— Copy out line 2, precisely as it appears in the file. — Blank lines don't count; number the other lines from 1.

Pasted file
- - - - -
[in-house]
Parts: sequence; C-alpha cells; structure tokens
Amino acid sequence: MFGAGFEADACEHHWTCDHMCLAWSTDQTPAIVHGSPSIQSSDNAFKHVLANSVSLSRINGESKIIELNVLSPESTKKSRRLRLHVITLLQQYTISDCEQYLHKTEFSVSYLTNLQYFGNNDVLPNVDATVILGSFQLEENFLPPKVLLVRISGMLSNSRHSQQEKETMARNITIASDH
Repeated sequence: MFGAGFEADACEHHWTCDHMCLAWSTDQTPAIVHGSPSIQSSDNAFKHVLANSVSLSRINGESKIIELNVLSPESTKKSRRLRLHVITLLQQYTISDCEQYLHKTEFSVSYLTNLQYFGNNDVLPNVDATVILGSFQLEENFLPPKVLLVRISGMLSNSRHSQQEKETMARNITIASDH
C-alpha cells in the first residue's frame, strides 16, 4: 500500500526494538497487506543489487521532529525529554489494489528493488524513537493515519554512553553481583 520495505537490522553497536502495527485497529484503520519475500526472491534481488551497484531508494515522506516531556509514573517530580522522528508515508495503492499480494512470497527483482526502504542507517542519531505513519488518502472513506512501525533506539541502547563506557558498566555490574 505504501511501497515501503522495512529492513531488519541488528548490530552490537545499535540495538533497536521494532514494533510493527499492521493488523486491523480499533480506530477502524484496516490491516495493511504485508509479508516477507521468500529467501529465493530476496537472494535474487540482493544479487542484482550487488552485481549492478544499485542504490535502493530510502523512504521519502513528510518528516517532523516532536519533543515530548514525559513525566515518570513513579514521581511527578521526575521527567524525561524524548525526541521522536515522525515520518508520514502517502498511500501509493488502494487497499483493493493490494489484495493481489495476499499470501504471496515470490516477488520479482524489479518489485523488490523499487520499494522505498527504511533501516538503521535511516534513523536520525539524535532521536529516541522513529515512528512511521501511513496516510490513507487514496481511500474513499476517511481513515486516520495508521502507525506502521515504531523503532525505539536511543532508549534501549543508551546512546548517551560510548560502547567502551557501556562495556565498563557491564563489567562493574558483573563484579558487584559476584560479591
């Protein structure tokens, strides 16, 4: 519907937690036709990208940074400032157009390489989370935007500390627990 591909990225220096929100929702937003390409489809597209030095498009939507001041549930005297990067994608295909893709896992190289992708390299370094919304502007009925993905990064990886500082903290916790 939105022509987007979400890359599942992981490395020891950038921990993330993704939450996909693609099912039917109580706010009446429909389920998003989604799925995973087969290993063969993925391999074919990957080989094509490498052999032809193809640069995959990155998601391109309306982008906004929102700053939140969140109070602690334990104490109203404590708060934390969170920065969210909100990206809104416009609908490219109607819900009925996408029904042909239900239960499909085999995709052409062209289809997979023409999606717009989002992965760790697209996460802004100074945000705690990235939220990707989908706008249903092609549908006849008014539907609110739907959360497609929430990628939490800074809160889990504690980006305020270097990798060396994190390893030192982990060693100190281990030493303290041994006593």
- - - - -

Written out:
Parts: sequence; C-alpha cells; structure tokens